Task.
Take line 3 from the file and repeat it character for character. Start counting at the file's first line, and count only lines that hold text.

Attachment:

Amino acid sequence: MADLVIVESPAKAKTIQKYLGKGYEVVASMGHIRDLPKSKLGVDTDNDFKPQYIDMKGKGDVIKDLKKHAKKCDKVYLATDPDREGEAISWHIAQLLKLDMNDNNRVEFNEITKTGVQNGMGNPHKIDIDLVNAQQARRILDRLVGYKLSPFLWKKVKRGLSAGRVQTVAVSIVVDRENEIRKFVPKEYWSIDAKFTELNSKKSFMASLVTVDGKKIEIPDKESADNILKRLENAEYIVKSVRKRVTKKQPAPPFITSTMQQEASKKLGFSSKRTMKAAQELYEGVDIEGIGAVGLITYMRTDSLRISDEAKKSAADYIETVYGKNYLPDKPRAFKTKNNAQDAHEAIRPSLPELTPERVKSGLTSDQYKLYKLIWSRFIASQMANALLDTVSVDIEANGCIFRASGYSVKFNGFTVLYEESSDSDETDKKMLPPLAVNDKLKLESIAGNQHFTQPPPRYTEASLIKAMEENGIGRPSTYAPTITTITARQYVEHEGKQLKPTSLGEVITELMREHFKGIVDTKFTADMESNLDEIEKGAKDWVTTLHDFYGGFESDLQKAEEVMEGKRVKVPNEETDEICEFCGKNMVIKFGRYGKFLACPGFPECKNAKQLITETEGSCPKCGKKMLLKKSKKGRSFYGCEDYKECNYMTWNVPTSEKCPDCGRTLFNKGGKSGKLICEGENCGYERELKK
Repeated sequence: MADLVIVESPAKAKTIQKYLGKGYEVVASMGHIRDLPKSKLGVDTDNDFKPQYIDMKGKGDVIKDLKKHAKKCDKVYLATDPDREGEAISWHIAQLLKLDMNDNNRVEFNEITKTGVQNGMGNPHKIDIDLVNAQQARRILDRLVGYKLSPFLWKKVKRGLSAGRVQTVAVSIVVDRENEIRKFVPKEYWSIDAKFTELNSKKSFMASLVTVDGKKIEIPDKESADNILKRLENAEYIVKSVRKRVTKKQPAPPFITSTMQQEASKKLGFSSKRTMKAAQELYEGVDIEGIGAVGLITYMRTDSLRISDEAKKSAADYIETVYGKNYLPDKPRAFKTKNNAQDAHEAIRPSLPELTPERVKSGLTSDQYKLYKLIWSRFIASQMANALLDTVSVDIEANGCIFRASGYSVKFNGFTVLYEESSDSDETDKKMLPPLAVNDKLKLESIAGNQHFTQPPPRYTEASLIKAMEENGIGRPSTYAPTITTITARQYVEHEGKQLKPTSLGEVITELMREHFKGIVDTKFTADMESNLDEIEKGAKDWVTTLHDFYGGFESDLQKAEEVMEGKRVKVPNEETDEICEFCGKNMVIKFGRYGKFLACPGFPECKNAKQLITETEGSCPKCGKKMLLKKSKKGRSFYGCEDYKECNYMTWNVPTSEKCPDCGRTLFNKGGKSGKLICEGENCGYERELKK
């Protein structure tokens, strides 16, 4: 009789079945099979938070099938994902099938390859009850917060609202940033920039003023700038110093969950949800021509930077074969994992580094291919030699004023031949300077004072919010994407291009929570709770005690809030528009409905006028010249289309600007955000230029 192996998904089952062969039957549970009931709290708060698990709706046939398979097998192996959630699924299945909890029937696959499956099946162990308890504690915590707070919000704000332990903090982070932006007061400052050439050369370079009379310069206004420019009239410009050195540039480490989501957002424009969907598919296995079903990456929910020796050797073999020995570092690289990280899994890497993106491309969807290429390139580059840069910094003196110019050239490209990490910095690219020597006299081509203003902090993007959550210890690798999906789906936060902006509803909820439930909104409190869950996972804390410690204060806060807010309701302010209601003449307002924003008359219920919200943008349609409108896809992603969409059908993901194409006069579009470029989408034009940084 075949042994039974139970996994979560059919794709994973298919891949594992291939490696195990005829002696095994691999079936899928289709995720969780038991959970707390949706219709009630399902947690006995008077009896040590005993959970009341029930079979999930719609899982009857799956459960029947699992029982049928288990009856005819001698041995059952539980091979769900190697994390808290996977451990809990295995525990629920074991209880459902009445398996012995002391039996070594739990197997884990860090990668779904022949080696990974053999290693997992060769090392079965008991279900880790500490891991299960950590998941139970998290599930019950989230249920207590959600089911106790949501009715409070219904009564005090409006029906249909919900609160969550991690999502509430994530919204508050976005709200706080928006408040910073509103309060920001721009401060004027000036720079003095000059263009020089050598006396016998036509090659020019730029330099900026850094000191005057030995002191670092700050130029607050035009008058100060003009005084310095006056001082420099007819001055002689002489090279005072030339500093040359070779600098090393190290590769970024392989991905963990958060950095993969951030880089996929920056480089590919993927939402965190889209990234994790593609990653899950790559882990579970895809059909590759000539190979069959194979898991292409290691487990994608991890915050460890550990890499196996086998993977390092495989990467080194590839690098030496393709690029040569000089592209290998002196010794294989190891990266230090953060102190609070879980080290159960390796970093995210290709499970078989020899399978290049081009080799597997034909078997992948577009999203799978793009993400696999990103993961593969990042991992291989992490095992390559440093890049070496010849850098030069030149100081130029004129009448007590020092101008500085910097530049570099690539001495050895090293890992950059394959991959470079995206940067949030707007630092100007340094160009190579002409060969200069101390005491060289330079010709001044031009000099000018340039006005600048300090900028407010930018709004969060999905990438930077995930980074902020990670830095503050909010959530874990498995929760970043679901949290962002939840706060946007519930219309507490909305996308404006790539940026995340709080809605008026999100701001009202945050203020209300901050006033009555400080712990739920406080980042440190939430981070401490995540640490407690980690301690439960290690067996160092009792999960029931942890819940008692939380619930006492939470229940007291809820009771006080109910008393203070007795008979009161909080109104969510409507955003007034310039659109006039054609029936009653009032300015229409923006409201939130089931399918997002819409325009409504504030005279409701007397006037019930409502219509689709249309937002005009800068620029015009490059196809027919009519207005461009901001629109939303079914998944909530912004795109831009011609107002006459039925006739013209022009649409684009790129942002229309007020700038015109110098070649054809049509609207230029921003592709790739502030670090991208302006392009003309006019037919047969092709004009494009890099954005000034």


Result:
């Protein structure tokens, strides 16, 4: 009789079945099979938070099938994902099938390859009850917060609202940033920039003023700038110093969950949800021509930077074969994992580094291919030699004023031949300077004072919010994407291009929570709770005690809030528009409905006028010249289309600007955000230029 192996998904089952062969039957549970009931709290708060698990709706046939398979097998192996959630699924299945909890029937696959499956099946162990308890504690915590707070919000704000332990903090982070932006007061400052050439050369370079009379310069206004420019009239410009050195540039480490989501957002424009969907598919296995079903990456929910020796050797073999020995570092690289990280899994890497993106491309969807290429390139580059840069910094003196110019050239490209990490910095690219020597006299081509203003902090993007959550210890690798999906789906936060902006509803909820439930909104409190869950996972804390410690204060806060807010309701302010209601003449307002924003008359219920919200943008349609409108896809992603969409059908993901194409006069579009470029989408034009940084 075949042994039974139970996994979560059919794709994973298919891949594992291939490696195990005829002696095994691999079936899928289709995720969780038991959970707390949706219709009630399902947690006995008077009896040590005993959970009341029930079979999930719609899982009857799956459960029947699992029982049928288990009856005819001698041995059952539980091979769900190697994390808290996977451990809990295995525990629920074991209880459902009445398996012995002391039996070594739990197997884990860090990668779904022949080696990974053999290693997992060769090392079965008991279900880790500490891991299960950590998941139970998290599930019950989230249920207590959600089911106790949501009715409070219904009564005090409006029906249909919900609160969550991690999502509430994530919204508050976005709200706080928006408040910073509103309060920001721009401060004027000036720079003095000059263009020089050598006396016998036509090659020019730029330099900026850094000191005057030995002191670092700050130029607050035009008058100060003009005084310095006056001082420099007819001055002689002489090279005072030339500093040359070779600098090393190290590769970024392989991905963990958060950095993969951030880089996929920056480089590919993927939402965190889209990234994790593609990653899950790559882990579970895809059909590759000539190979069959194979898991292409290691487990994608991890915050460890550990890499196996086998993977390092495989990467080194590839690098030496393709690029040569000089592209290998002196010794294989190891990266230090953060102190609070879980080290159960390796970093995210290709499970078989020899399978290049081009080799597997034909078997992948577009999203799978793009993400696999990103993961593969990042991992291989992490095992390559440093890049070496010849850098030069030149100081130029004129009448007590020092101008500085910097530049570099690539001495050895090293890992950059394959991959470079995206940067949030707007630092100007340094160009190579002409060969200069101390005491060289330079010709001044031009000099000018340039006005600048300090900028407010930018709004969060999905990438930077995930980074902020990670830095503050909010959530874990498995929760970043679901949290962002939840706060946007519930219309507490909305996308404006790539940026995340709080809605008026999100701001009202945050203020209300901050006033009555400080712990739920406080980042440190939430981070401490995540640490407690980690301690439960290690067996160092009792999960029931942890819940008692939380619930006492939470229940007291809820009771006080109910008393203070007795008979009161909080109104969510409507955003007034310039659109006039054609029936009653009032300015229409923006409201939130089931399918997002819409325009409504504030005279409701007397006037019930409502219509689709249309937002005009800068620029015009490059196809027919009519207005461009901001629109939303079914998944909530912004795109831009011609107002006459039925006739013209022009649409684009790129942002229309007020700038015109110098070649054809049509609207230029921003592709790739502030670090991208302006392009003309006019037919047969092709004009494009890099954005000034």